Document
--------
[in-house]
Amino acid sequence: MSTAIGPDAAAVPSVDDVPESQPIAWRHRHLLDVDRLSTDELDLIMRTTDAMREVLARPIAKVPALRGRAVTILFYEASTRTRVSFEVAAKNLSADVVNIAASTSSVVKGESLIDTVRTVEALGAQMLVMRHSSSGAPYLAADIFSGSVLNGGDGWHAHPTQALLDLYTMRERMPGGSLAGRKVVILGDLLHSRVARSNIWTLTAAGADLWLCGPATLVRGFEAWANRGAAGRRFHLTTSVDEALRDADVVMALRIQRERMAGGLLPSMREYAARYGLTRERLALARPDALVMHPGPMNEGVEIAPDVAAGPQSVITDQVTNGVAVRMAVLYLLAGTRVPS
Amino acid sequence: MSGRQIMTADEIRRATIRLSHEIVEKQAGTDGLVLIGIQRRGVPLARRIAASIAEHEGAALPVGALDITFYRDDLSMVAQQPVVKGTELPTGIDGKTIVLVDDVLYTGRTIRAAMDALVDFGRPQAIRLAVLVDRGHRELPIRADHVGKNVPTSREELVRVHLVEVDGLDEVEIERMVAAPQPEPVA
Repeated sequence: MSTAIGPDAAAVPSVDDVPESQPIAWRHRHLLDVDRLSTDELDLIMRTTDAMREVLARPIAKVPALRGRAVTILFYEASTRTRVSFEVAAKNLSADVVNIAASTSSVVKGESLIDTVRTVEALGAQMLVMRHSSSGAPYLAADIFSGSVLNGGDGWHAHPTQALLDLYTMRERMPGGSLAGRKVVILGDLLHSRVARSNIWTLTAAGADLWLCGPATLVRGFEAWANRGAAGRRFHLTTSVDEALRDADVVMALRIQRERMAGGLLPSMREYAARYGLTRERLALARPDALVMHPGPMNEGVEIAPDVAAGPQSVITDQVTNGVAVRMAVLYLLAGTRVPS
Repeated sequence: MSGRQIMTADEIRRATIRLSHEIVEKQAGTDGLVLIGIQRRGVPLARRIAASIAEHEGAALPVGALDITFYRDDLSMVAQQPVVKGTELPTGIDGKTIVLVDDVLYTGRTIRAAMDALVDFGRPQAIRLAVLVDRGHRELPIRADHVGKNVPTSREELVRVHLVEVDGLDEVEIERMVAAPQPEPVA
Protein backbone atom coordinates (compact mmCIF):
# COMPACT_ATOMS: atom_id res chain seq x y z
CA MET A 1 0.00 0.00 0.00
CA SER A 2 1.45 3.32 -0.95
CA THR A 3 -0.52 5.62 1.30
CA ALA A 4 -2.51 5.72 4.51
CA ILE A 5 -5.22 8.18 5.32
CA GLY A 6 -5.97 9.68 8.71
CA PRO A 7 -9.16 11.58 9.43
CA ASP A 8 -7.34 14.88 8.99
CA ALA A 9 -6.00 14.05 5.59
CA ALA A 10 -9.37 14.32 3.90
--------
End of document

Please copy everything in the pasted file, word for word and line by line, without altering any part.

[in-house]
Amino acid sequence: MSTAIGPDAAAVPSVDDVPESQPIAWRHRHLLDVDRLSTDELDLIMRTTDAMREVLARPIAKVPALRGRAVTILFYEASTRTRVSFEVAAKNLSADVVNIAASTSSVVKGESLIDTVRTVEALGAQMLVMRHSSSGAPYLAADIFSGSVLNGGDGWHAHPTQALLDLYTMRERMPGGSLAGRKVVILGDLLHSRVARSNIWTLTAAGADLWLCGPATLVRGFEAWANRGAAGRRFHLTTSVDEALRDADVVMALRIQRERMAGGLLPSMREYAARYGLTRERLALARPDALVMHPGPMNEGVEIAPDVAAGPQSVITDQVTNGVAVRMAVLYLLAGTRVPS
Amino acid sequence: MSGRQIMTADEIRRATIRLSHEIVEKQAGTDGLVLIGIQRRGVPLARRIAASIAEHEGAALPVGALDITFYRDDLSMVAQQPVVKGTELPTGIDGKTIVLVDDVLYTGRTIRAAMDALVDFGRPQAIRLAVLVDRGHRELPIRADHVGKNVPTSREELVRVHLVEVDGLDEVEIERMVAAPQPEPVA
Repeated sequence: MSTAIGPDAAAVPSVDDVPESQPIAWRHRHLLDVDRLSTDELDLIMRTTDAMREVLARPIAKVPALRGRAVTILFYEASTRTRVSFEVAAKNLSADVVNIAASTSSVVKGESLIDTVRTVEALGAQMLVMRHSSSGAPYLAADIFSGSVLNGGDGWHAHPTQALLDLYTMRERMPGGSLAGRKVVILGDLLHSRVARSNIWTLTAAGADLWLCGPATLVRGFEAWANRGAAGRRFHLTTSVDEALRDADVVMALRIQRERMAGGLLPSMREYAARYGLTRERLALARPDALVMHPGPMNEGVEIAPDVAAGPQSVITDQVTNGVAVRMAVLYLLAGTRVPS
Repeated sequence: MSGRQIMTADEIRRATIRLSHEIVEKQAGTDGLVLIGIQRRGVPLARRIAASIAEHEGAALPVGALDITFYRDDLSMVAQQPVVKGTELPTGIDGKTIVLVDDVLYTGRTIRAAMDALVDFGRPQAIRLAVLVDRGHRELPIRADHVGKNVPTSREELVRVHLVEVDGLDEVEIERMVAAPQPEPVA
Protein backbone atom coordinates (compact mmCIF):
# COMPACT_ATOMS: atom_id res chain seq x y z
CA MET A 1 0.00 0.00 0.00
CA SER A 2 1.45 3.32 -0.95
CA THR A 3 -0.52 5.62 1.30
CA ALA A 4 -2.51 5.72 4.51
CA ILE A 5 -5.22 8.18 5.32
CA GLY A 6 -5.97 9.68 8.71
CA PRO A 7 -9.16 11.58 9.43
CA ASP A 8 -7.34 14.88 8.99
CA ALA A 9 -6.00 14.05 5.59
CA ALA A 10 -9.37 14.32 3.90